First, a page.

Culloch v. State of Maryland

Decision Date01 February 1819
CourtU.S. Supreme Court

Webster, for the plaintiff in error,3 stated: 1. That the question whether congress constitutionally possesses the power to incorporate a bank, might be raised upon this record; and it was in the discretion of the defendant's counsel to agitate it. But it might have been hoped, that it was not now to be considered as an open question. It is a question of the utmost magnitude, deeply interesting to the government itself, as well as to individuals. The mere discussion of such a question may most essentially affect the value of a vast amount of private property. We are bound to suppose, that the defendant in error is well aware of these consequences, and would not have intimated an intention to agitate such a question, but with a real design to make it a topic of serious discussion, and with a view of demanding upon it the solemn judgment of this court. This question arose early after the adoption of the constitution, and was discussed and settled, so far as legislative decision could settle it, in the first congress. The arguments drawn from the constitution, in favor of this power, were stated and exhausted in that discussion. They were exhibited, with characteristic perspicuity and force, by the first secretary of the treasury, in his report to the president of the United States. The first congress created and incorporated a bank. Act of 5th February 1791, ch. 84. Nearly each succeeding congress, if not every one, has acted and legislated on the presumption of the legal existence of such a power in the government. Individuals, it is true, have doubted, or thought otherwise; but it cannot be shown, that either branch of the legislature has, at any time, expressed an opinion against the existence of the power. The executive government has acted upon it; and the courts of law have acted upon it. Many of those who doubted or denied the existence of the powers, when first attempted to be exercised, have yielded to the first decision, and acquiesced in it, as a settled question. When all branches of the government have thus been acting on...

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3195 cases
  • Larson v. Seattle Popular Monorail Auth.
    • United States
    • United States State Supreme Court of Washington
    • March 30, 2006
    ...relevant. 1. In Washington, the people retain legislative powers. See WASH. CONST. art. II, § 1. 2. See McCulloch v. Maryland, 17 U.S. (4 Wheat.) 316, 428, 4 L.Ed. 579 (1819) ("The only security against the abuse of this power [of taxing the people and their property], is found in the struc......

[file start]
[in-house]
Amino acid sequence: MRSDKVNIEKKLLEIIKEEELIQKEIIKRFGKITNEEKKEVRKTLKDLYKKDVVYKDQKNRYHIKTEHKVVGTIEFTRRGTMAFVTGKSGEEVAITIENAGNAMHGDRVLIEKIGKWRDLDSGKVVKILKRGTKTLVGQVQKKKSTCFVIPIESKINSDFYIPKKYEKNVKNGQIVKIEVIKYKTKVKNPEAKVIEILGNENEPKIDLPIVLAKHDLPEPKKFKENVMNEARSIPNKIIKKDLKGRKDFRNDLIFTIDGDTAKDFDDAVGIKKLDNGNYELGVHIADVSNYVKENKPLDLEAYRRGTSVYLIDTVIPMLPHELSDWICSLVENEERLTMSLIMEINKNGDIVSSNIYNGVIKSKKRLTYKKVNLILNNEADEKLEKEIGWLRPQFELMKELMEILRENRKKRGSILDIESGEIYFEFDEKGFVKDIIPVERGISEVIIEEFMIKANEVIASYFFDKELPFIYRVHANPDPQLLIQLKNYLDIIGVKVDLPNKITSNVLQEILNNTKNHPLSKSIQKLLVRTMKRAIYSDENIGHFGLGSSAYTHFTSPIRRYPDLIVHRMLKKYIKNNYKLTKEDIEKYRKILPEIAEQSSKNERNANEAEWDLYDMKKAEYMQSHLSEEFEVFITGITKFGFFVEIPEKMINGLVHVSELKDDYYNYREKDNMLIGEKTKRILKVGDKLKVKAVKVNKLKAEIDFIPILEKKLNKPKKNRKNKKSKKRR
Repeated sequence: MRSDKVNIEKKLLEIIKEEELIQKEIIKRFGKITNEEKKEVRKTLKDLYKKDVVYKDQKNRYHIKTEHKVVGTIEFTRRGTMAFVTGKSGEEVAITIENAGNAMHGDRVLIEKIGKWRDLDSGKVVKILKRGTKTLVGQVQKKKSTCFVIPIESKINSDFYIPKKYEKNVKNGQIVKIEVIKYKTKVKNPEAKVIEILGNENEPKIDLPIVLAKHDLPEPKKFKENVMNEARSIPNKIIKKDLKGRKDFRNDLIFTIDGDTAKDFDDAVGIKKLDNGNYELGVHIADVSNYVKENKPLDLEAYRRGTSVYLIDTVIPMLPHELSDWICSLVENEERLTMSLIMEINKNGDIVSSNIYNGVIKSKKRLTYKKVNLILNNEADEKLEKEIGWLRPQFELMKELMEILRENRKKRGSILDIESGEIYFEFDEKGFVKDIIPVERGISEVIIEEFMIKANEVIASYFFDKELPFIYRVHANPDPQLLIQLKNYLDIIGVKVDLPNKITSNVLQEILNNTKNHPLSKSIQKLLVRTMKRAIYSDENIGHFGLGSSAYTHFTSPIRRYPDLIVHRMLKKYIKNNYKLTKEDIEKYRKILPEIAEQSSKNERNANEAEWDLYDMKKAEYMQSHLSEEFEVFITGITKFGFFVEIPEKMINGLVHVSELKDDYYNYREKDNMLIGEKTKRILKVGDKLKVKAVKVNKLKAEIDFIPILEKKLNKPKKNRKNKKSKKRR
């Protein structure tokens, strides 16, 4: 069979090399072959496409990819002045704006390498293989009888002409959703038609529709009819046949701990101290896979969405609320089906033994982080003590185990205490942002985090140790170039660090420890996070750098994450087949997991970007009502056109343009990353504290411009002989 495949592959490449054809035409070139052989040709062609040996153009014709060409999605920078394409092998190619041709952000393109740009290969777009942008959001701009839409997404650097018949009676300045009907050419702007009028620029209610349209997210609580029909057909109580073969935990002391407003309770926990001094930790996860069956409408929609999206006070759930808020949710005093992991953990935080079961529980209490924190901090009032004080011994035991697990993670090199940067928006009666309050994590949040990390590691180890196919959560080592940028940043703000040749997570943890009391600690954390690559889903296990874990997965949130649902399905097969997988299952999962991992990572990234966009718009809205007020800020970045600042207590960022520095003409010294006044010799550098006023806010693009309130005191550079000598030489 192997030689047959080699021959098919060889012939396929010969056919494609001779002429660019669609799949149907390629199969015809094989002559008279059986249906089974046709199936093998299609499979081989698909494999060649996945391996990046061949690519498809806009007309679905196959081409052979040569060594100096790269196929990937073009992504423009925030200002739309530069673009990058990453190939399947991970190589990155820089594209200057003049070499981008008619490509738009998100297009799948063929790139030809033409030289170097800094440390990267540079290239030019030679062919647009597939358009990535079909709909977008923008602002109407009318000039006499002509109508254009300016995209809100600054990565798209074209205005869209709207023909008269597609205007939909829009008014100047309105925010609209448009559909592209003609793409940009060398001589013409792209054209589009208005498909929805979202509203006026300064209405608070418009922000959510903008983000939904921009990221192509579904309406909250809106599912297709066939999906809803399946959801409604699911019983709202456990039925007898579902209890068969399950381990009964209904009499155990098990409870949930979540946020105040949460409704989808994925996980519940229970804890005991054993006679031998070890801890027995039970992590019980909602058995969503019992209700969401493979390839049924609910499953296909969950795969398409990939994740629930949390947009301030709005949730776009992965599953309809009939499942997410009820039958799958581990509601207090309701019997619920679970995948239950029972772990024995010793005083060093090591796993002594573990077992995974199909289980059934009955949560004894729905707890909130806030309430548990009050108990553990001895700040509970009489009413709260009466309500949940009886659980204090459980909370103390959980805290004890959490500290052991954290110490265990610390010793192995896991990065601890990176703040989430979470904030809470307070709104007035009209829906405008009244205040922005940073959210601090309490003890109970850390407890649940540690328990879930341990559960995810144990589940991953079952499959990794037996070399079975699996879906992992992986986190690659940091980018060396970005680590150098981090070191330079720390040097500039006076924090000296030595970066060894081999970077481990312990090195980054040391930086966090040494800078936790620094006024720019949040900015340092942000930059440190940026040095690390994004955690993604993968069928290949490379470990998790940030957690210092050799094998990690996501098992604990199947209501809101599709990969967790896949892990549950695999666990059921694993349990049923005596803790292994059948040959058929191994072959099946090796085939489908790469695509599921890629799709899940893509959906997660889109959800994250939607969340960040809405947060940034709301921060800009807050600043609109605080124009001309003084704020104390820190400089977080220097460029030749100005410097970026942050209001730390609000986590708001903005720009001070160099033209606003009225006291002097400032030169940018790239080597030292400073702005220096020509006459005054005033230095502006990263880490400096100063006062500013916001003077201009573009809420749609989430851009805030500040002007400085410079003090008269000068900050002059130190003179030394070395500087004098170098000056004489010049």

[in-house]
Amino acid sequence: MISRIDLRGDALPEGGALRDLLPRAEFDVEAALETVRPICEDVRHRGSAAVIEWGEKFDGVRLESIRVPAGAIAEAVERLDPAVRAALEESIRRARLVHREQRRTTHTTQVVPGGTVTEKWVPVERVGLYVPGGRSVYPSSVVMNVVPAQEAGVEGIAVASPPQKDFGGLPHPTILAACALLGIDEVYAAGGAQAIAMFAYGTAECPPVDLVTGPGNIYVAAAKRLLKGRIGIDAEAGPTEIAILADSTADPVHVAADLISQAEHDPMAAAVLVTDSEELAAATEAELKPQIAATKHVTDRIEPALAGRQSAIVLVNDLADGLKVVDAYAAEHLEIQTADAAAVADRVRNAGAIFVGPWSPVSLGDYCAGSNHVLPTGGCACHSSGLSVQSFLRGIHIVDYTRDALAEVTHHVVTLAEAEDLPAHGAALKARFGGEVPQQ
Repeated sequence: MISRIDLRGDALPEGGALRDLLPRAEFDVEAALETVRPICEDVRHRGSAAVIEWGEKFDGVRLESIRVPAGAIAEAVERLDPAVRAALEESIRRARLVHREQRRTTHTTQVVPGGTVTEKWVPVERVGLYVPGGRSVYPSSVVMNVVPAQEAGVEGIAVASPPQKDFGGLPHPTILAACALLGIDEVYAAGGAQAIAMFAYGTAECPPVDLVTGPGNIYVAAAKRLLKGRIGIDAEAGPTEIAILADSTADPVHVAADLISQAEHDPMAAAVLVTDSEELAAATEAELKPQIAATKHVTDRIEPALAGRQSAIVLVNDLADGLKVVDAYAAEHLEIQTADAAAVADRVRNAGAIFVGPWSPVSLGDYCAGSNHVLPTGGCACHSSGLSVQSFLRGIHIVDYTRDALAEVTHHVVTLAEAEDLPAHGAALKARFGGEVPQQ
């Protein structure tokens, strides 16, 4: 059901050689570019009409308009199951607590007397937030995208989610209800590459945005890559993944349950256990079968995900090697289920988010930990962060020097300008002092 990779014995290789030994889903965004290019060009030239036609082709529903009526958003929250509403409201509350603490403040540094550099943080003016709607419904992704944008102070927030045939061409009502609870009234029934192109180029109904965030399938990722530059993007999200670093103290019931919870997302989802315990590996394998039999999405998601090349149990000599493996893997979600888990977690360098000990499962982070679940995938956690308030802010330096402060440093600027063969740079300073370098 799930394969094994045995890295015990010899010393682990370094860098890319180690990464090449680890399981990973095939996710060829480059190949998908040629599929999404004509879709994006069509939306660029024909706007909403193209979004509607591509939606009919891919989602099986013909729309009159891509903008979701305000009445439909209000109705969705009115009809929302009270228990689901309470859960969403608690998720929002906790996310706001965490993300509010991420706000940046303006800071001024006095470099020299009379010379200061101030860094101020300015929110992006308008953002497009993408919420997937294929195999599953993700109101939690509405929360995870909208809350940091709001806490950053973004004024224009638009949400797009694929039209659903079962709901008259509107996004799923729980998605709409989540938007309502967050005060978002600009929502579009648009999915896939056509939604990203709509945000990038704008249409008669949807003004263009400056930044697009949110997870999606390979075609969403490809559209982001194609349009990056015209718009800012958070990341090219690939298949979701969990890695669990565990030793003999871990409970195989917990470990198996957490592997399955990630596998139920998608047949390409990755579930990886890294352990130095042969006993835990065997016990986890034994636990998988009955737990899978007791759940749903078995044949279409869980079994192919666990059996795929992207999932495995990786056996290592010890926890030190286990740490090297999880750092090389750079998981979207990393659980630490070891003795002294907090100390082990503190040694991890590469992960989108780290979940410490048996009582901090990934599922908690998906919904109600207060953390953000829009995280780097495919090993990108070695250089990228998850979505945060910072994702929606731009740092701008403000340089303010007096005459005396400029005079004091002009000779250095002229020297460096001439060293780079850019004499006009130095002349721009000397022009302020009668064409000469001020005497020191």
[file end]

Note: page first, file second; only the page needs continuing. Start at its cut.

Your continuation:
• Mannino, In re, Cr. 9005
    • United States
    • California Court of Appeals
    • February 1, 1971
    ...observed in exercising the Court's reviewing power over legislation, 'that it is A constitution we are expounding.' M'Culloch v. Maryland, 4 Wheat. 316, 407, 4 L.Ed. 579. I say the phrase is mischievous because it radiates a constitutional doctrine without avowing it. Clarity and candor in ......
  • Owino v. Corecivic, Inc., Case No.: 17-CV-1112 JLS (NLS)
    • United States
    • United States District Courts. 9th Circuit. United States District Court (Southern District of California)
    • May 14, 2018
    ...grants Congress broad power to enact federal legislation, United States v. Comstock, 560 U.S. 126, 133 (2010) (citing McCulloch v. Maryland, 4 Wheat. 316, 405 (1819)). Thus, even though the Constitution does not explicitly authorize federal crimes, the Necessary and Proper Clause allows Con......
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    • United States
    • United States District Courts. 9th Circuit. United States District Courts. 9th Circuit. Central District of California
    • June 23, 2003
    ...exercise of congressional authority. "Under our Constitution, the Federal Government is one of enumerated powers. McCulloch v. Maryland, 17 U.S. 316, 4 Wheat 316 (1819); see also The Federalist No. 45, p. 292 (C. Rossiter ed. 1961) (J. Madison). The judicial authority to determine the const......
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    • United States
    • The Georgetown Journal of Law & Public Policy No. 21-1, January 2023
    • January 1, 2023 I, § 8, cl. 18; Arthrex, 141 S. Ct. at 1988 (Breyer, J., concurring in part and dissenting in part). 87. McCulloch v. Maryland, 17 U.S. 316, 415 (1819). 88. See Lucia v. SEC, 138 S. Ct. 2044, 2062 (2018) (Breyer, J., dissenting) (“Congress, not the judicial branch alone, must play a ma......
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    • Missouri Law Review Vol. 85 No. 4, September 2020
    • September 22, 2020
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    • UCLA Journal of Environmental Law & Policy Vol. 39 No. 1, June 2021
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